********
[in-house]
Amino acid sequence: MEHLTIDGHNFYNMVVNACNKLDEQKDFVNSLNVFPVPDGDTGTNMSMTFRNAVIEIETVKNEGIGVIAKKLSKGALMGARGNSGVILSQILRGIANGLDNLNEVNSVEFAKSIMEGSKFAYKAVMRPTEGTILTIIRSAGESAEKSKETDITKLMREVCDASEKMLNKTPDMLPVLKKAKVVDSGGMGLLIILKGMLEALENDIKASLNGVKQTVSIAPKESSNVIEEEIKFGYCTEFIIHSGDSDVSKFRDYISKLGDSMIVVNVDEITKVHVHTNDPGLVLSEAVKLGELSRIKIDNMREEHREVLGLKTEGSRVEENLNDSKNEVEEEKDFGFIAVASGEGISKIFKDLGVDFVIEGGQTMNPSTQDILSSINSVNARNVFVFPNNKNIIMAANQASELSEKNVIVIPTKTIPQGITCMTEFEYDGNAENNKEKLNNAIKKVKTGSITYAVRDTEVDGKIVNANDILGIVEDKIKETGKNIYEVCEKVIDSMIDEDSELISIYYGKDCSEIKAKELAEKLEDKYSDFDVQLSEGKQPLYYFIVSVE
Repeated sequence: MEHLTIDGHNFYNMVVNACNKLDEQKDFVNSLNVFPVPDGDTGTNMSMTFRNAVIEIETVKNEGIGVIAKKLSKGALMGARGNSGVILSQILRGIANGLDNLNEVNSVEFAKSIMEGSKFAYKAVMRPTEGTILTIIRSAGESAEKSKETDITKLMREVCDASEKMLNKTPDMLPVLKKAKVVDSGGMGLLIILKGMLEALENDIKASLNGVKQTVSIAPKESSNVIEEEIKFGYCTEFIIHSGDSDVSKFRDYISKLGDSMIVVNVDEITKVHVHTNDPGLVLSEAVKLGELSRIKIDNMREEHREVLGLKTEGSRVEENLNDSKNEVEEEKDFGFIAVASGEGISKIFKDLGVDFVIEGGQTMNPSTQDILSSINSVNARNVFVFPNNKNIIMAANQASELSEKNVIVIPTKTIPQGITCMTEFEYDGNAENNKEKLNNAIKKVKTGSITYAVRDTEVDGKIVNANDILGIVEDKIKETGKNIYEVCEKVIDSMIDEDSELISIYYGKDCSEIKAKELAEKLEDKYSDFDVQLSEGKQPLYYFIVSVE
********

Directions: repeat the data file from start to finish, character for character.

[in-house]
Amino acid sequence: MEHLTIDGHNFYNMVVNACNKLDEQKDFVNSLNVFPVPDGDTGTNMSMTFRNAVIEIETVKNEGIGVIAKKLSKGALMGARGNSGVILSQILRGIANGLDNLNEVNSVEFAKSIMEGSKFAYKAVMRPTEGTILTIIRSAGESAEKSKETDITKLMREVCDASEKMLNKTPDMLPVLKKAKVVDSGGMGLLIILKGMLEALENDIKASLNGVKQTVSIAPKESSNVIEEEIKFGYCTEFIIHSGDSDVSKFRDYISKLGDSMIVVNVDEITKVHVHTNDPGLVLSEAVKLGELSRIKIDNMREEHREVLGLKTEGSRVEENLNDSKNEVEEEKDFGFIAVASGEGISKIFKDLGVDFVIEGGQTMNPSTQDILSSINSVNARNVFVFPNNKNIIMAANQASELSEKNVIVIPTKTIPQGITCMTEFEYDGNAENNKEKLNNAIKKVKTGSITYAVRDTEVDGKIVNANDILGIVEDKIKETGKNIYEVCEKVIDSMIDEDSELISIYYGKDCSEIKAKELAEKLEDKYSDFDVQLSEGKQPLYYFIVSVE
Repeated sequence: MEHLTIDGHNFYNMVVNACNKLDEQKDFVNSLNVFPVPDGDTGTNMSMTFRNAVIEIETVKNEGIGVIAKKLSKGALMGARGNSGVILSQILRGIANGLDNLNEVNSVEFAKSIMEGSKFAYKAVMRPTEGTILTIIRSAGESAEKSKETDITKLMREVCDASEKMLNKTPDMLPVLKKAKVVDSGGMGLLIILKGMLEALENDIKASLNGVKQTVSIAPKESSNVIEEEIKFGYCTEFIIHSGDSDVSKFRDYISKLGDSMIVVNVDEITKVHVHTNDPGLVLSEAVKLGELSRIKIDNMREEHREVLGLKTEGSRVEENLNDSKNEVEEEKDFGFIAVASGEGISKIFKDLGVDFVIEGGQTMNPSTQDILSSINSVNARNVFVFPNNKNIIMAANQASELSEKNVIVIPTKTIPQGITCMTEFEYDGNAENNKEKLNNAIKKVKTGSITYAVRDTEVDGKIVNANDILGIVEDKIKETGKNIYEVCEKVIDSMIDEDSELISIYYGKDCSEIKAKELAEKLEDKYSDFDVQLSEGKQPLYYFIVSVE